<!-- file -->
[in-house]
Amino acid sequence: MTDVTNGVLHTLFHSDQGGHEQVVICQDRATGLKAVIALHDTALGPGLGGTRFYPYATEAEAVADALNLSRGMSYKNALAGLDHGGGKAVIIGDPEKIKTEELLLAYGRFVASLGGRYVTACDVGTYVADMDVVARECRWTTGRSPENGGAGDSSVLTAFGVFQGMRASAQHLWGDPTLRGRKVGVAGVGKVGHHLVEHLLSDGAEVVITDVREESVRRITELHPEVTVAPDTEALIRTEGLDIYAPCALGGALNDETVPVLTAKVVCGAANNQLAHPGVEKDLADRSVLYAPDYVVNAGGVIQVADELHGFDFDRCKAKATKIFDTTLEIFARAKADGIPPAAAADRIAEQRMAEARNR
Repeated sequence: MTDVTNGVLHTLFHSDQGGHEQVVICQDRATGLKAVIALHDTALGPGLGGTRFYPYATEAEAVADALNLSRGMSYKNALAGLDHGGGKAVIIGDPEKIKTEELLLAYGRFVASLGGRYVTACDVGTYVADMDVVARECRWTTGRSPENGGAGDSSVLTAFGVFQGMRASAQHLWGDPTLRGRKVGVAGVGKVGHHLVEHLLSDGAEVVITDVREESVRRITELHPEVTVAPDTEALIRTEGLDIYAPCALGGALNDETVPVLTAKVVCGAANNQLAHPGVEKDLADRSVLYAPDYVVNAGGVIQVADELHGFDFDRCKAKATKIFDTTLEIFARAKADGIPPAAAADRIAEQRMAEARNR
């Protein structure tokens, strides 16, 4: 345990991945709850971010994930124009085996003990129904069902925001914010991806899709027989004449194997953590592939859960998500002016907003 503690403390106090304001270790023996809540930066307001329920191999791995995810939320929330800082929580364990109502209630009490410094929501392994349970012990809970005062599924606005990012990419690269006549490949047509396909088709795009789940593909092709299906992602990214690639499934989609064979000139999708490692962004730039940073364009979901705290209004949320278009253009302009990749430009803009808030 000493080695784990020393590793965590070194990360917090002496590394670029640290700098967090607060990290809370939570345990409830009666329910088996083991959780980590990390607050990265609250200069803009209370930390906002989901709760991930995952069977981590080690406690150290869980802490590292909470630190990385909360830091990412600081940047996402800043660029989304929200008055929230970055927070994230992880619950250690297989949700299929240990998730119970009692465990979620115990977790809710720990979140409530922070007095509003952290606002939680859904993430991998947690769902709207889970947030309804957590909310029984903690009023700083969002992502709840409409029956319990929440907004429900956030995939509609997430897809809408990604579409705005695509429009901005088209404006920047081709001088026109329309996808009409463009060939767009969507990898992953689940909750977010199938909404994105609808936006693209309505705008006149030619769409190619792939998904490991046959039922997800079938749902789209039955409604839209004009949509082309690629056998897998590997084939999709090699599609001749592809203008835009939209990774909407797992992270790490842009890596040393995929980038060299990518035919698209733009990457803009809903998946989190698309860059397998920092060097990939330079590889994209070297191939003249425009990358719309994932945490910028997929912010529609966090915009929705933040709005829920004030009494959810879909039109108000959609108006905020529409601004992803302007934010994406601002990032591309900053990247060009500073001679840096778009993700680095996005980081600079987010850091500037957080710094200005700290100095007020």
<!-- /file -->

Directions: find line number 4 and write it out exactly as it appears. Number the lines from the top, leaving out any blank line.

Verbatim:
């Protein structure tokens, strides 16, 4: 345990991945709850971010994930124009085996003990129904069902925001914010991806899709027989004449194997953590592939859960998500002016907003 503690403390106090304001270790023996809540930066307001329920191999791995995810939320929330800082929580364990109502209630009490410094929501392994349970012990809970005062599924606005990012990419690269006549490949047509396909088709795009789940593909092709299906992602990214690639499934989609064979000139999708490692962004730039940073364009979901705290209004949320278009253009302009990749430009803009808030 000493080695784990020393590793965590070194990360917090002496590394670029640290700098967090607060990290809370939570345990409830009666329910088996083991959780980590990390607050990265609250200069803009209370930390906002989901709760991930995952069977981590080690406690150290869980802490590292909470630190990385909360830091990412600081940047996402800043660029989304929200008055929230970055927070994230992880619950250690297989949700299929240990998730119970009692465990979620115990977790809710720990979140409530922070007095509003952290606002939680859904993430991998947690769902709207889970947030309804957590909310029984903690009023700083969002992502709840409409029956319990929440907004429900956030995939509609997430897809809408990604579409705005695509429009901005088209404006920047081709001088026109329309996808009409463009060939767009969507990898992953689940909750977010199938909404994105609808936006693209309505705008006149030619769409190619792939998904490991046959039922997800079938749902789209039955409604839209004009949509082309690629056998897998590997084939999709090699599609001749592809203008835009939209990774909407797992992270790490842009890596040393995929980038060299990518035919698209733009990457803009809903998946989190698309860059397998920092060097990939330079590889994209070297191939003249425009990358719309994932945490910028997929912010529609966090915009929705933040709005829920004030009494959810879909039109108000959609108006905020529409601004992803302007934010994406601002990032591309900053990247060009500073001679840096778009993700680095996005980081600079987010850091500037957080710094200005700290100095007020």